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What affects your tow truck insurance premiums:

What kind of business you are.

Coverage will vary based on what your business does. Some questions to think about are:

· Do you currently have a contract with a county, state, or insurance company?
· What kind of trucks do you use?
· Do you haul salvage materials?
· Do you haul new and used cars, or only disabled vehicles?
· Do you do repossessions?

The answers to these questions will help you and your agent establish just what kind of business you have and what kind of coverage is appropriate for you. It’s important that you and your agent both know exactly what you want your operation to achieve.

Where you’re based.

The location in which you work makes a difference. The size of the radius in which you operate could also play into your rates.

If your company does repossessions.

Finding insurance for tow trucks can be tricky. Lots of carriers have decided to back away from covering tow trucks due to the high risk associated with the industry. What can make finding coverage even harder is if your tow truck company does repossession work. Many insurance carriers view the risk that goes along with repo work to be too high.

What kind of trucks you have.

The type of trucks at your command is another thing that impacts your coverage. For example, insuring a wrecker is different than insuring a flatbed. The larger the truck, the larger the premium—the logic makes sense on this one. Aside from that, the age and model of your vehicles are also important to your insurance agent.

What you’re hauling.

Your insurance carrier will also look at what you’re hauling. Are you transporting new or used cars? Disabled cars? Salvage materials? Your carrier will most likely recommend on-hook coverage, which protects you if something were to happen to a client’s car while it’s being towed by your truck. The minimum required on-hook coverage is usually $50,000 – $100,000.

Your drivers.

Your insurance company is looking at potential risks. The longer your drivers have been doing what they do, the lower the risk. Your insurance carrier will also want to know about the safety records of your drivers. Are their Motor Vehicle Records (MVR) clean? Safety is a huge concern, and for good reason. Distracted driving, speeding, and unsafe driving habits are all major risks, so it’s important to make safety a priority by taking measures to implement good driving habits. Some things that companies can do to increase safety are to have monthly meetings, conduct weekly check-ins with drivers, and install GPS devices that detect speed in the trucks.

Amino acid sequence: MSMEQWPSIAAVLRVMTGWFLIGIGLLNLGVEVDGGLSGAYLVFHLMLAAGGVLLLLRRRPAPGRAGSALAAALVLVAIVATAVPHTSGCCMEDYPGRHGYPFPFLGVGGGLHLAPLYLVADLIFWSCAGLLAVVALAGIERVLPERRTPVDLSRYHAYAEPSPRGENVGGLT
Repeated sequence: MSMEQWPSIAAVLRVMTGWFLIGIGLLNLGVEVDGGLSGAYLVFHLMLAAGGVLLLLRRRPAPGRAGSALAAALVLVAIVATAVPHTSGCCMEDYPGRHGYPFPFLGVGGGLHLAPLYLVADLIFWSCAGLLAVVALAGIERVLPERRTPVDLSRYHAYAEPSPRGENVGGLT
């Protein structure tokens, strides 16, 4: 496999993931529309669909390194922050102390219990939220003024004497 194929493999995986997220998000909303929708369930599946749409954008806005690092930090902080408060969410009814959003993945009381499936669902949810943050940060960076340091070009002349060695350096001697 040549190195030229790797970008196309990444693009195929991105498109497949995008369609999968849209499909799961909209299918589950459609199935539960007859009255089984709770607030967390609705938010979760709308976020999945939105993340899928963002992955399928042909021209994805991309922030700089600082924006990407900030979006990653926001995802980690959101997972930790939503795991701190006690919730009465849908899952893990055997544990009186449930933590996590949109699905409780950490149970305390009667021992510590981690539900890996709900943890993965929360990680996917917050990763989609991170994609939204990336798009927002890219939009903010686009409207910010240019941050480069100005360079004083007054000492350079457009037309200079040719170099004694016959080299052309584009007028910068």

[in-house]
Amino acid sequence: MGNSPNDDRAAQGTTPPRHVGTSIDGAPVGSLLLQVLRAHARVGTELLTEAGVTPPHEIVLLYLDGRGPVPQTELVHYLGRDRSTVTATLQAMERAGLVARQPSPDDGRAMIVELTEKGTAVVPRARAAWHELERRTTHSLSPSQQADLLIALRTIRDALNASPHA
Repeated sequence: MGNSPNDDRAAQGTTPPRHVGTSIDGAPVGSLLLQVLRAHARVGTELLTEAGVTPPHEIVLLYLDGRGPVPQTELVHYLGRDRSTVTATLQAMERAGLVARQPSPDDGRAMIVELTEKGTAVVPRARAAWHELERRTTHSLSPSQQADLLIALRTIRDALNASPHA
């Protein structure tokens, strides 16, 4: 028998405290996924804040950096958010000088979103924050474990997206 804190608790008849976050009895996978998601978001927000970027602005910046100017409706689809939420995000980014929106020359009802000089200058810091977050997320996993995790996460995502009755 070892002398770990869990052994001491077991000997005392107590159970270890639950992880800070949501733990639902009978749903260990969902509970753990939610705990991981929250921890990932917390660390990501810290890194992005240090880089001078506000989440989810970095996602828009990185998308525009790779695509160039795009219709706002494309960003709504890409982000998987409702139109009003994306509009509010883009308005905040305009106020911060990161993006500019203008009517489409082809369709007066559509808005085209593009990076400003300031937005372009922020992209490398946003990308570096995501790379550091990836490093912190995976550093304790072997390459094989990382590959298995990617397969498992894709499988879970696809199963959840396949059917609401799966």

How long your business has been around.

This is along the same lines as evaluating your drivers. The longer your company has been in business, the more history is available for your insurance company to review. Many carriers are hesitant to write companies that have been around for less than two years. However, newer companies can benefit from having clean loss histories. We’ll talk more about loss histories in a bit.

If clients’ cars are kept on your premises.

Sometimes you might be required to keep a customer’s car at your shop. However, this creates an additional risk. To make sure that you’re covered if anything were to happen to your client’s car while it’s in your care, your carrier might recommend garage keeper’s coverage. Garage keepers coverage protects you if something were to happen to a client’s car while it’s on your property.

For example, it would cover you if someone were to break into your shop and damage or otherwise vandalize a client’s car. Since your customer most likely wouldn’t be very happy if a mischief-maker spray-painted their car while it’s in your shop, it’s best to be sure you’re protected.

Loss histories.

A loss-run history shows a list or record of all claims made on your commercial policy. Your loss history will affect your rates and the carriers willing to write for your company. Even your current carrier can decide not to renew your policy. Some basic information that a loss-run will show are:

  • Company name
  • Policy number
  • Date of the claims and if they’re still open
  • The expense paid
  • An explanation of the claim

Keep in mind that if you’ve changed insurance carriers, you’ll need to produce loss-runs from each carrier you’ve used when seeking new insurance coverage.